Wise old people are prone to saying that life is about experiences.
We're inclined to believe them.
I'd like to think almost all of you have indulged in a concert ticket with the full knowledge that, to afford it, you'd be eating baked beans for the next few weeks; most of you will have tried some sketchy C-grade Dominion Road dumplings, kidding yourself you didn't see the certificate plastered with peeling tape to the glass facade; heck, some of you have likely camped out in the freezing cold, overnight, for limited edition sneakers.
Some will have come to spiritual revelation in the midst of throngs of folk tripping, jumping, and humping in the doof-doof of darkly-lit, dank-smelling teen spirit mosh pits; some will have found a new favourite cuisine in a hungover (or still drunk - we won't judge) venture into a sticky-floored, flurosecent-illuminated cheap "restaurant" common sense and middle-class parents warn against; others again place more value in their fashun sense than the risk of losing their toes to some pesky frostbite.
This is the world we live in. Elders lecture that we live our lives through iPhone screens, but none of that detracts from the irl reality that we're all looking for something that means something.
Often, that comes with an opportunity cost; something you're only just willing to trade in return for something you hope will be slightly better. FOMO and other new-age marketing ploys aside, I'll invite you to think of life like a mass-scale Big Day Out (maybe that year Kanye was supposed to turn up and we realised NZ really is the bottom of the world) - we're all choosing to be at one stage over another (others, port-a-loos and suspicious lines, but that's a discussion for another time, kids).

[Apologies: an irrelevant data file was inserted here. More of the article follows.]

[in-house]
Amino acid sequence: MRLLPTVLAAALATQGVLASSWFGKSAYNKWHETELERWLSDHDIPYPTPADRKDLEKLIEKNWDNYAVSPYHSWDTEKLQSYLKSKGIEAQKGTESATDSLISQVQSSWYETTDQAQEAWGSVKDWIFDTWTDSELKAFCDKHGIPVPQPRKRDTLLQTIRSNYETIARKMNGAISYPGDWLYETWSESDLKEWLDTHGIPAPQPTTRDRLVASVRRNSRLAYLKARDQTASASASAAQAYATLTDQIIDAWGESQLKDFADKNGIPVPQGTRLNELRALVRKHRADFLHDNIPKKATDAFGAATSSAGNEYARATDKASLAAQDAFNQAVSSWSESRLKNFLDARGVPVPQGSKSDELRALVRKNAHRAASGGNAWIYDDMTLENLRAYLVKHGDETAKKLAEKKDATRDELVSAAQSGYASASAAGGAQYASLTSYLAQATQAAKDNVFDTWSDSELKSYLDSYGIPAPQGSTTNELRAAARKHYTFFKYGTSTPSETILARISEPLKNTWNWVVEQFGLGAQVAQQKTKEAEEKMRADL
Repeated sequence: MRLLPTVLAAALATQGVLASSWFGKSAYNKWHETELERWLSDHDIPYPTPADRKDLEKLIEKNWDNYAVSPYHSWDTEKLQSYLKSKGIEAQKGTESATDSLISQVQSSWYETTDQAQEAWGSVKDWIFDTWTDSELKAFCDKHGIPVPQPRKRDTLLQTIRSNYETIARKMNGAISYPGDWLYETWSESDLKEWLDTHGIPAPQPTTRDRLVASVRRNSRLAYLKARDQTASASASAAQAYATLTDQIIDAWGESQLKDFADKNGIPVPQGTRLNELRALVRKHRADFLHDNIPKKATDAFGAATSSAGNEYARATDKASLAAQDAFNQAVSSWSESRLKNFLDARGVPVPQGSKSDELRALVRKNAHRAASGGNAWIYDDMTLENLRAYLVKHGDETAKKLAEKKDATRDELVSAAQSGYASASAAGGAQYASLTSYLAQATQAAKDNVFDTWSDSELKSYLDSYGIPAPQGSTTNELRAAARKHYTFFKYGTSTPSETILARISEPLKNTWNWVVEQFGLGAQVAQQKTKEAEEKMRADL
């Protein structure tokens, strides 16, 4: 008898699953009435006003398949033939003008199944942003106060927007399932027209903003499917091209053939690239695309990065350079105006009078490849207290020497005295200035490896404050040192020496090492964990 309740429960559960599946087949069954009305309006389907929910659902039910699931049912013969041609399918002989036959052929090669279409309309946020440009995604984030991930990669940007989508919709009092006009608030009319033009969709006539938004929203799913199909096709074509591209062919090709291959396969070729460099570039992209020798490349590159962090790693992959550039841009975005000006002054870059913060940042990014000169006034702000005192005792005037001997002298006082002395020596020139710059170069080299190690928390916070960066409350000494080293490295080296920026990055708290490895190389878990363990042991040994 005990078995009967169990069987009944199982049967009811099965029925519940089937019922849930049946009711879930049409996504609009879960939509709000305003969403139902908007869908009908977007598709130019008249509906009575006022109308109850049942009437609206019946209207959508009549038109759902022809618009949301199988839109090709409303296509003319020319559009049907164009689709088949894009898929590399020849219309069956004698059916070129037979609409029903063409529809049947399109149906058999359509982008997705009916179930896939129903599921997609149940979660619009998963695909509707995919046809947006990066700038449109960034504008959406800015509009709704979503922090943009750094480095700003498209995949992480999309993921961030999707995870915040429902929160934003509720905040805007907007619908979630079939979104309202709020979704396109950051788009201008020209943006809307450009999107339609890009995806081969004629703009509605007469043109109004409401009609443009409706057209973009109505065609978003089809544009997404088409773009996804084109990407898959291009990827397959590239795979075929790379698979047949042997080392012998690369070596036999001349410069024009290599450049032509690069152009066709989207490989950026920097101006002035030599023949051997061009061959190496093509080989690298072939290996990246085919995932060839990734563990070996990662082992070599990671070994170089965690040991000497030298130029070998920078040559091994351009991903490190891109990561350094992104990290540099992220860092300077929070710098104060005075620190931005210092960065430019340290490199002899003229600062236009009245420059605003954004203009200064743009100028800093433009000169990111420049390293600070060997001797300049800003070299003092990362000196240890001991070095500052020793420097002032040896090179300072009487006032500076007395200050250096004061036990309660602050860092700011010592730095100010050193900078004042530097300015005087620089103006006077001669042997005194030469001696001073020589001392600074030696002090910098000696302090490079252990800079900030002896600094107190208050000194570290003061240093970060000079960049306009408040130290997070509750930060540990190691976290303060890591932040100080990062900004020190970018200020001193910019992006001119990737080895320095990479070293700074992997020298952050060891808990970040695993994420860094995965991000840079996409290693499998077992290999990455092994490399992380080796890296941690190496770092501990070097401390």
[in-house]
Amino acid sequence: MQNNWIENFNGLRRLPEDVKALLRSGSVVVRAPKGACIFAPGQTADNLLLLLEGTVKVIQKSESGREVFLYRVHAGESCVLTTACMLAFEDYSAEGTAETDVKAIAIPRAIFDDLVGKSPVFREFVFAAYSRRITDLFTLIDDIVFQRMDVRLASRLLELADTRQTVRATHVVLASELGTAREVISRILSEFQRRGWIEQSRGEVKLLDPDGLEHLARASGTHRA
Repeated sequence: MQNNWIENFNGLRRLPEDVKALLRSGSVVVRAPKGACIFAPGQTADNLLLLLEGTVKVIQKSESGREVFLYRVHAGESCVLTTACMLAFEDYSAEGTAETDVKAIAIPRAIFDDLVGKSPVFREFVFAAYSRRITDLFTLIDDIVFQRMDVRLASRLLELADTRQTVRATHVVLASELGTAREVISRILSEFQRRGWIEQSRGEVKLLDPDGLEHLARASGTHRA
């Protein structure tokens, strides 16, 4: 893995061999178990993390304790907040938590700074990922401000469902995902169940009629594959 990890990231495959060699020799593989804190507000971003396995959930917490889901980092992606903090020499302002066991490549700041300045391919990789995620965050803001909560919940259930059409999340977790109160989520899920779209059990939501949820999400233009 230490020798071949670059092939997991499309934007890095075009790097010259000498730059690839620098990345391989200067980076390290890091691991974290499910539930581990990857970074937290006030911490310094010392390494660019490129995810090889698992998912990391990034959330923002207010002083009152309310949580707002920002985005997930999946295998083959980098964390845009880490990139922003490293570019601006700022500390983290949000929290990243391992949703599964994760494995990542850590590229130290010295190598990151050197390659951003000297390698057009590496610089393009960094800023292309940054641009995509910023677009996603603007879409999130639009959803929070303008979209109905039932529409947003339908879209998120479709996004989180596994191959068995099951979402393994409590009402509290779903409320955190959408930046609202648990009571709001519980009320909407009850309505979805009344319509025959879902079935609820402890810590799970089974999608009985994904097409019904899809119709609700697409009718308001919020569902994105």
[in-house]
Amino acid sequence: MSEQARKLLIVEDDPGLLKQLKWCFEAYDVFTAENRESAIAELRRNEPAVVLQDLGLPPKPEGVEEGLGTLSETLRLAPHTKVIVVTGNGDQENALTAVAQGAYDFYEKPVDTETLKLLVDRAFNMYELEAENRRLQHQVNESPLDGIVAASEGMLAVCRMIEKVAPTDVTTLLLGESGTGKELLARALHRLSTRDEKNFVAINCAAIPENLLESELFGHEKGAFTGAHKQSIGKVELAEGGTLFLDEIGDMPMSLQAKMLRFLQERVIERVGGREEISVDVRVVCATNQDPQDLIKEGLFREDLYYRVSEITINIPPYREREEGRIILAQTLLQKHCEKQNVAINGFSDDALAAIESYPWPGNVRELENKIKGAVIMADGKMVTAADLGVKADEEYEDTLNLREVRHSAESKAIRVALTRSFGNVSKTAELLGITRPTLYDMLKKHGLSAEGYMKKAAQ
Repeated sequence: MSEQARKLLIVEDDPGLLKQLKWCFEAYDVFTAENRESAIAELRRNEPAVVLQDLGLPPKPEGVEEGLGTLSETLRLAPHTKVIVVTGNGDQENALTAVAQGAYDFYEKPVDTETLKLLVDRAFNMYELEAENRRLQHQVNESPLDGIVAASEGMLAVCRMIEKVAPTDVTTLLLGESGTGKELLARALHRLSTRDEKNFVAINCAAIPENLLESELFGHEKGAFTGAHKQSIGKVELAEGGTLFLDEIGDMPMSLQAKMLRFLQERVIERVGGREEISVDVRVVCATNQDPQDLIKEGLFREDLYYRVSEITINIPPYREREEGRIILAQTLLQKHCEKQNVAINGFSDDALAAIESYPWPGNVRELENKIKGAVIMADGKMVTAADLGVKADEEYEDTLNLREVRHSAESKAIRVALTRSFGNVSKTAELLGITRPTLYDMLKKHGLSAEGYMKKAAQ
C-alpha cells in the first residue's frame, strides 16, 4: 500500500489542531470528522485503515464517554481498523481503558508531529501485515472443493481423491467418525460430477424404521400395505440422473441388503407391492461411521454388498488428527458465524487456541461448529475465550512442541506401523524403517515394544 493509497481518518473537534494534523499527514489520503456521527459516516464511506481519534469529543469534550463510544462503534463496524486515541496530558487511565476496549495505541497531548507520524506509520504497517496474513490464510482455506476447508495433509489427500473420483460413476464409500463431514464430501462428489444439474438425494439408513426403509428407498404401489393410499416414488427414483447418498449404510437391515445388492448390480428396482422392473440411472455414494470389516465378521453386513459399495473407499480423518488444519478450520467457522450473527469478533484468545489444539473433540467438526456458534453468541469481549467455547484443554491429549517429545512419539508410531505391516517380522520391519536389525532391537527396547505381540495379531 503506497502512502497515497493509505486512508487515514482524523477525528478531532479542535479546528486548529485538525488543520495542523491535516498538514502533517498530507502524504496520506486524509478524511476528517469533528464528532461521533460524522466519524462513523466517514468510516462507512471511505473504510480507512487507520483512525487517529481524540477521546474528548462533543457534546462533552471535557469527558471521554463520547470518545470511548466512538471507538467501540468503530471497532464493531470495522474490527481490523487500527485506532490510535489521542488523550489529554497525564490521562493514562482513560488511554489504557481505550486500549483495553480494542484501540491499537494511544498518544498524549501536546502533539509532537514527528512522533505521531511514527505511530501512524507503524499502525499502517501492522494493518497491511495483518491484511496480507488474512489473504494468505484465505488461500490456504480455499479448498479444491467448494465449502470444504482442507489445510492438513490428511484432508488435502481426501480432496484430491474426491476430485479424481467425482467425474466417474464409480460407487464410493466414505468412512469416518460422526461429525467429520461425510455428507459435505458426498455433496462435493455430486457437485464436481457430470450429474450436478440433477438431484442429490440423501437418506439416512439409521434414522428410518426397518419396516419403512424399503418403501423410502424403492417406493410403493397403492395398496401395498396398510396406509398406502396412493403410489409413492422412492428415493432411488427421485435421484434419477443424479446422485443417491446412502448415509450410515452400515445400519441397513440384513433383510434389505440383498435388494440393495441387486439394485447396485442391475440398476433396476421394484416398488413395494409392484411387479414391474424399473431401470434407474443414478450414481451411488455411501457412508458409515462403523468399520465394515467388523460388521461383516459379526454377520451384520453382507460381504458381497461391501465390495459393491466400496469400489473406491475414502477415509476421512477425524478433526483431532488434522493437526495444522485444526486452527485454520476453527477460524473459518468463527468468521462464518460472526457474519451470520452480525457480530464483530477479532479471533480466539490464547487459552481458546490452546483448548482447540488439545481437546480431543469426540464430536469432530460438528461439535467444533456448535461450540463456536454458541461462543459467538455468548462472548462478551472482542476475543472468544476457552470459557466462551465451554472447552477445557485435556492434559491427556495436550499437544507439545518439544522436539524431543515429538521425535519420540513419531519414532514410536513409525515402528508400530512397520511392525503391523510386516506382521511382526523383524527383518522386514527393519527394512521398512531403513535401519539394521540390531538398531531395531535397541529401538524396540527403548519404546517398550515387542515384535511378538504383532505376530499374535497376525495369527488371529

Enter stage right, The Goods. A few months ago, we were lamenting the fact that there really was piss-all to do in Auckland if you were keen on chilling in an atmosphere that catered to slightly more than getting drunk, with a weekly discretionary budget extending to a few packs of Mi Goreng and an art print by your friend's friend's friend.
We set out to remedy that, bringing together the three prongs of a sick ez lifestyle: music, fashion, and art. The way we saw it, there was no point in the FOMO. Put everything in one place, we thought. Build it and they will come, the adage goes.
We took over K Rd's Neck of the Woods one day a month, three months in a row. People turned up. People had a more than good time. We expanded into coffee, and sneakers, and even homewares.
It was all going swimmingly, and then we looked at the calendar and realised that time was getting on. It was nearly Christmas, and New Year's Eve, and then a whole 'nother year. So, we thought, why the hell not do something bigger, and better, and all the greater for creating irl memories/experiences/generally good times?
We talked to our mates at Monster Valley. We got carried away. We talked about putting together an entire week of cool shit. We talked for so long, and talked to so many people, that we ended up somehow signing a temporary week-long lease in St Kevin's Arcade. Somehow, we're now actually responsible for making our dreams, and those of our friends, come true.
We're now in the process of booking bands, artists, streetwear labels, comedians, pop-up cinemas, stick-and-poke tattoo artists, food trucks, beer orders, deadstock vintage clothing and sneakers, zines, and legitimately almost a million other things (not really, but that's the power of hyperbole - and if you didn't read the actual list and appreciate the immensity and quantity of rad, I really don't know how you got this far into the article).
It's all happening 14th - 20th December at St Kevin's Arcade. This is kind of one of those things you will very possibly tell your grandkids about, or at least end up with some sick #humblebrag 'grams.